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March News Article

kite   March Literacy News  kite  
 
What Is Reading Fluency?
Reading fluency is the ability to read a text accurately and quickly. Children are becoming fluent readers when they can automatically and rapidly decode and understand the meaning of individual words. Fluent readers read fairly effortlessly, group words into meaningful phrases, and read with expression.
 
Why Is Fluency Important?
Fluent readers are able to focus their attention on understanding what they are reading so they are better able to interpret and make connections among the ideas presented. Their reading sounds natural, as if they are talking to someone.
 
Non-fluent readers must focus their attention on decoding and understanding the meaning of individual words which leaves little attention free for understanding the meaning of the text as a whole. Their reading is choppy and halting.
 
Non-fluent readers read slowly, and so cannot keep the thread of what they are reading in their memories. This means they usually have to read the text several times to understand it.
 
Adapted from Put Reading First, US Dept of Educ; 2001
 
Fluency Activities
Fluency develops gradually over time and with practice. You can help your child become a more fluent reader by:
1) Reading aloud often, modeling fluent reading.
 
2) Reading a sentence aloud and inviting your child to read the same sentence "echoing" your reading.
 
3) Helping your child read new words and talking about their meanings.
 
4) Have your child repeatedly read short passages aloud while you time him with a stopwatch. Graph the results to show him how much faster he gets each time.
 
5) Let your child use a tape recorder to practice reading aloud. Then listen to himself to see if he read fluently.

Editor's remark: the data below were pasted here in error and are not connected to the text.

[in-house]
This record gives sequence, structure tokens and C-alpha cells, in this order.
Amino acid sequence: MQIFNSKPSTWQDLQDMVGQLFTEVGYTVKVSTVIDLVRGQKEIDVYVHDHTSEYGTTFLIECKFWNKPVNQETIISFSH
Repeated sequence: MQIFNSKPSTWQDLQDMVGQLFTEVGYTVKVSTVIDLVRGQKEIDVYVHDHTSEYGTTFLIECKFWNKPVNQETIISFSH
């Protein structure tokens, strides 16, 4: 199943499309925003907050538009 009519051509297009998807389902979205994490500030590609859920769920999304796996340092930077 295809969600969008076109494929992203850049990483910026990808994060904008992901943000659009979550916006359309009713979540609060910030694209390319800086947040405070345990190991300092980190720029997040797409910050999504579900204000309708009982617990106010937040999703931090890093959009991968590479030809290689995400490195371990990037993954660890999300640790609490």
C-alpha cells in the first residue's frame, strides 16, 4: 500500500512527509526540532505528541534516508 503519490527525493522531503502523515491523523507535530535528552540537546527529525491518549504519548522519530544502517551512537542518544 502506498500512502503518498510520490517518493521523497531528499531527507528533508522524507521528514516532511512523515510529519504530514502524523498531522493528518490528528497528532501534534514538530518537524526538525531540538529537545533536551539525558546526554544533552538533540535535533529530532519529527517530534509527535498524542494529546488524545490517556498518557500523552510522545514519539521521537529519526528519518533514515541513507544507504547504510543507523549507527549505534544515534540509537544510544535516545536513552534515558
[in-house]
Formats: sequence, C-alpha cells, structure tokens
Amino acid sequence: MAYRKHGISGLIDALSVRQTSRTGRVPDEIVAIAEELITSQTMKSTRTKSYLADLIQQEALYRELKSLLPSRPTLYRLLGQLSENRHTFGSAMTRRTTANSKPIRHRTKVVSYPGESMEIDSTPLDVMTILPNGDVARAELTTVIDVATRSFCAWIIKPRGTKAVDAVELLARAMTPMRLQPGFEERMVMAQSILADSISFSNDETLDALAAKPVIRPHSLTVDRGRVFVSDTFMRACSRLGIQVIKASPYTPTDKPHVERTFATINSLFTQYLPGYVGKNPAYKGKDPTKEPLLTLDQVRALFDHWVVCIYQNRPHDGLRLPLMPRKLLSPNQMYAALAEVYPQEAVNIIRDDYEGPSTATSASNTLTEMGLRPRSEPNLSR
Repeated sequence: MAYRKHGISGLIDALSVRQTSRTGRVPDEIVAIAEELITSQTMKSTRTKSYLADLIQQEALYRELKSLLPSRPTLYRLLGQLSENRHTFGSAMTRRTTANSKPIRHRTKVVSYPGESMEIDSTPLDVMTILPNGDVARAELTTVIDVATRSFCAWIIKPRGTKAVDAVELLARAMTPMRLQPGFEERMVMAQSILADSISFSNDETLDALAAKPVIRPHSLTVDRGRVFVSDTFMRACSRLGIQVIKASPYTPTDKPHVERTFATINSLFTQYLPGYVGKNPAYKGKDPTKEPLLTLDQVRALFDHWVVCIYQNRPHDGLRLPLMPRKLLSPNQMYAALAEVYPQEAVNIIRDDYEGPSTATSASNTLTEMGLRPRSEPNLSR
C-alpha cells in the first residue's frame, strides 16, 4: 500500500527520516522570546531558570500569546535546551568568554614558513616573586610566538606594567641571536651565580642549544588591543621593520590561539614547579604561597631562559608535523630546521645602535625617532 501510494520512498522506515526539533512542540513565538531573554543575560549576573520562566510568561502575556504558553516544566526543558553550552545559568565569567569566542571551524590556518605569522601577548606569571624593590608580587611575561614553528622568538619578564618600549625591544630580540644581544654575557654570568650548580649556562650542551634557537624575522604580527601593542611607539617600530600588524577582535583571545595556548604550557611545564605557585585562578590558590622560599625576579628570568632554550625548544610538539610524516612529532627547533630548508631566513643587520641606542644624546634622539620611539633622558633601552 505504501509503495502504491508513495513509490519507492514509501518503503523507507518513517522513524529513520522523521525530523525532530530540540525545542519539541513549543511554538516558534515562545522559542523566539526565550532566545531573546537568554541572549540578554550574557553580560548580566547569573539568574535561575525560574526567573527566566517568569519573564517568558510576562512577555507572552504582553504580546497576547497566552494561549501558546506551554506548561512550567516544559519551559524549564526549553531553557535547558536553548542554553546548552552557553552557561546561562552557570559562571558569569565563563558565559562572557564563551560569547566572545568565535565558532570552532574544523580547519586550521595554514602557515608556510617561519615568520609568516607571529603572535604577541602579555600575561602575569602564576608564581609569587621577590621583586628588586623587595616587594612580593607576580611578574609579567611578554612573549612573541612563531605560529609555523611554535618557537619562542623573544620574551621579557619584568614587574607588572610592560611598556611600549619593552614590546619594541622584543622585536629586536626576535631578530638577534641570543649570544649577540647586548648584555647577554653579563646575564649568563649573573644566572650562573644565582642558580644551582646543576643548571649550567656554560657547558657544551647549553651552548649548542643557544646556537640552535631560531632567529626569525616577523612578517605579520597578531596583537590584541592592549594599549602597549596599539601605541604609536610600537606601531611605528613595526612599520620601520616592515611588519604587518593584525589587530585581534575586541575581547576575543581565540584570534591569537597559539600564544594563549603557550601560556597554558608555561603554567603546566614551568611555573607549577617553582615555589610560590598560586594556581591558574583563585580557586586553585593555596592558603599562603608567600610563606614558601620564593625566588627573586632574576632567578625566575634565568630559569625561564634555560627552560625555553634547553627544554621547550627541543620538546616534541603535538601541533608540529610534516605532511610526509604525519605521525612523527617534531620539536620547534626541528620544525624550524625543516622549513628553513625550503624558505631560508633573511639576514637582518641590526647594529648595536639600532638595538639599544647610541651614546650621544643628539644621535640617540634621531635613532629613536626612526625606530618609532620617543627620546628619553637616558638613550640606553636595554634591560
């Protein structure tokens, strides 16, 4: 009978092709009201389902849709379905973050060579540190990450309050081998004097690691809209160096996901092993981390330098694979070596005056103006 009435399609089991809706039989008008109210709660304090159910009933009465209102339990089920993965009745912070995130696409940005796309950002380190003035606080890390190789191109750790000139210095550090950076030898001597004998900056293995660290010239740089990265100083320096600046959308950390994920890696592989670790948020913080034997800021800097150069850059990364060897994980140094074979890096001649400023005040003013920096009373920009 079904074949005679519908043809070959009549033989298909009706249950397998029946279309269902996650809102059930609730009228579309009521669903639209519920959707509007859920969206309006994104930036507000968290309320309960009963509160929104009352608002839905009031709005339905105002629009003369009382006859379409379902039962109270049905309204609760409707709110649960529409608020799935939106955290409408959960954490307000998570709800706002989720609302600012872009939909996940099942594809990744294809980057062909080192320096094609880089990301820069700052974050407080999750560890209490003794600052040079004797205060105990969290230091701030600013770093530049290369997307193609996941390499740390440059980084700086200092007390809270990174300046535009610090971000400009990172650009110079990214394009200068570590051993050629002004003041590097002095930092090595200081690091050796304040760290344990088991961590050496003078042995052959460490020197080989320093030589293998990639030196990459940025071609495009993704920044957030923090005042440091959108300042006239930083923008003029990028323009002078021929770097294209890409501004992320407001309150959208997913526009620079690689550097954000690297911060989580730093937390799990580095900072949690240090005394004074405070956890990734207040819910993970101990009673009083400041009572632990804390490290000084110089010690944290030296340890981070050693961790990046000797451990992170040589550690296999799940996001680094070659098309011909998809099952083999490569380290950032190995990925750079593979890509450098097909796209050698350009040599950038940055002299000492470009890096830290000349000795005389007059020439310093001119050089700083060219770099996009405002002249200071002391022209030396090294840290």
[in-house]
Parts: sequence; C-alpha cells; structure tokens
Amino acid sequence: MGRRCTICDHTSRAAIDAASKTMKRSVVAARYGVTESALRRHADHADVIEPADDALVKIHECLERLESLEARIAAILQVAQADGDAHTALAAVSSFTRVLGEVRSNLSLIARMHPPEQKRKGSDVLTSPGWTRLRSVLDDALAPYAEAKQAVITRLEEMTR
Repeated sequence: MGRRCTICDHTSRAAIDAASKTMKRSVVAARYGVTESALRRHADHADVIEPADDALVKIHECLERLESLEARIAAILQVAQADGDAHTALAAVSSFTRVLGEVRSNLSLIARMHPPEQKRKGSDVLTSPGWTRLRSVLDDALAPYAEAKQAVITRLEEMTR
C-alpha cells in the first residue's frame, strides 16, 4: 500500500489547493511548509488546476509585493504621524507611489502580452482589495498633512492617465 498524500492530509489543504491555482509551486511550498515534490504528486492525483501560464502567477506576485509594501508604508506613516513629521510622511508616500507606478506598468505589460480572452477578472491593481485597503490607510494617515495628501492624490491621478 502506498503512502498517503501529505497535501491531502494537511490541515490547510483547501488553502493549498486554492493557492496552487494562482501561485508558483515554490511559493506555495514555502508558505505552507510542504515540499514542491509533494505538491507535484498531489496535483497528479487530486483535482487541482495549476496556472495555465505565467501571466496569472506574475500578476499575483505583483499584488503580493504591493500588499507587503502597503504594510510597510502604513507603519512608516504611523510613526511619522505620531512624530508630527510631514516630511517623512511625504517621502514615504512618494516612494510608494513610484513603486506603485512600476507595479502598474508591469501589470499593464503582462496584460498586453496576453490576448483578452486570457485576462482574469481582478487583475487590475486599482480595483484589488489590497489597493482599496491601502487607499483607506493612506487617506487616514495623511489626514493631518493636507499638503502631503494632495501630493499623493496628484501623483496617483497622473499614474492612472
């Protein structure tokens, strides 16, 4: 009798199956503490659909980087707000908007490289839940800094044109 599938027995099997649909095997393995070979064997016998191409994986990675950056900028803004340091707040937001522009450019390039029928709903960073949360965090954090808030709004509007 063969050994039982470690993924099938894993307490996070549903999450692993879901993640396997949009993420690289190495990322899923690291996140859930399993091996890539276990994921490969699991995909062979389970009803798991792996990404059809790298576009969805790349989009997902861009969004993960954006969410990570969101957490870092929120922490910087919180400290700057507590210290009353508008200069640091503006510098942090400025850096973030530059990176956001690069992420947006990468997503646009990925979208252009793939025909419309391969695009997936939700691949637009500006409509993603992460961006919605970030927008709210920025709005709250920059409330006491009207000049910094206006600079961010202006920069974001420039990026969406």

Pre-K students can practice saying the letters of the alphabet (in and out of order) quickly and accurately.Try this same activity with numbers (from 1-10) or pictures of common objects (clothes, toys, furniture, food, etc).
 
Kindergartners can practice saying the letters of the alphabet and numbers (from 0-100) out of order quickly and accurately. Take a three or four-letter word and have your child sound it out without stopping, stretching out the sounds and blending one sound into the next (sssuuunnn, sun). When that becomes easy, take a simple sentence  ( I can see the fox. I like to run. The cup is red. ), write it on a strip of paper and cut the words apart. Have your child arrange the words in the correct order and read the sentence. See if she can read it without pausing.
 
First graders should be reading common phrases , such as:  one more time, all day long, the two of us, as big as, from here to there, a long way, where are you, any old time, right now, come here, thank you, we want to, put it there, move over, it turned out, between the lines, in the beginning, along the way, and once upon a time. You can write the phrases on strips of paper and have your child practice reading them without pausing between the words of each phrase.